Joy Division’s
“Unknown Pleasures” Album Cover
Explained by Peter Saville

The cover of Joy Division’s 1979 album Unknown Pleasures is as stark and enigmatic as the music itself: a series of jagged white lines against a black background that’s been recreated in tattoos, clothing, and animation. In a clip for New York’s Visualized Conference, former Factory Records graphic designer Peter Saville explains the origin behind the cover, which represents the frequency of the signal from the first observed pulsar or pulsating star. “As pretty much with all groups with their first release, [Joy Division] knew what they wanted on the cover,” Saville says. “They gave me this page… the page from the Cambridge Encyclopedia of Astronomy.” After inverting the colors, the image went on the band’s first album, and into endless remixes — including the one above — during the ensuing decades.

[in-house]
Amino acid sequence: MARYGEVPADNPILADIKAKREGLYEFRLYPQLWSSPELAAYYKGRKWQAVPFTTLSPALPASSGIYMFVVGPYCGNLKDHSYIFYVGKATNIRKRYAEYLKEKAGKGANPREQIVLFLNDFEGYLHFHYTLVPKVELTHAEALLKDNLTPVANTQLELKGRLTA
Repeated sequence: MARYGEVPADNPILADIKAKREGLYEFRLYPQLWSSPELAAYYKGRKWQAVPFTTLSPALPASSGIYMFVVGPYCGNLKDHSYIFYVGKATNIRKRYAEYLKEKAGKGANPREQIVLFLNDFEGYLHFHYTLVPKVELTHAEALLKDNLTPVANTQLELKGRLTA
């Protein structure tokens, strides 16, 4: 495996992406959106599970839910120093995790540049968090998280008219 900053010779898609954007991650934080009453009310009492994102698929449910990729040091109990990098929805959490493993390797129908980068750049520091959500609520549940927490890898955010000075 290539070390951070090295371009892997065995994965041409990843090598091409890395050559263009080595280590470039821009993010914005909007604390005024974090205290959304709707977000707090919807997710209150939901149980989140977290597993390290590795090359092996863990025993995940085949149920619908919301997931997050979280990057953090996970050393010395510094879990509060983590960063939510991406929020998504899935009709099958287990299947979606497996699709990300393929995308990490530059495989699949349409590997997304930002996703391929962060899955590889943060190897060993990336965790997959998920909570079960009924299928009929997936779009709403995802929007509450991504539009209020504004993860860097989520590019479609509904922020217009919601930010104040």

Data Visualization Reinterpreted by VISUALIZED from VISUALIZED on Vimeo.

Source: The Verge

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Sean Reveron was born & raised in Venice Beach, CA. He terrorized the streets of the West Side as a young Suicidal Boy, and was a part of the early Hardcore movement. Sean has always been passionate about the music and the DIY fashion of the crust and metal world, and that passion led him and his wife Meghan to create the world of CVLT Nation and the CVLT clothing brand.

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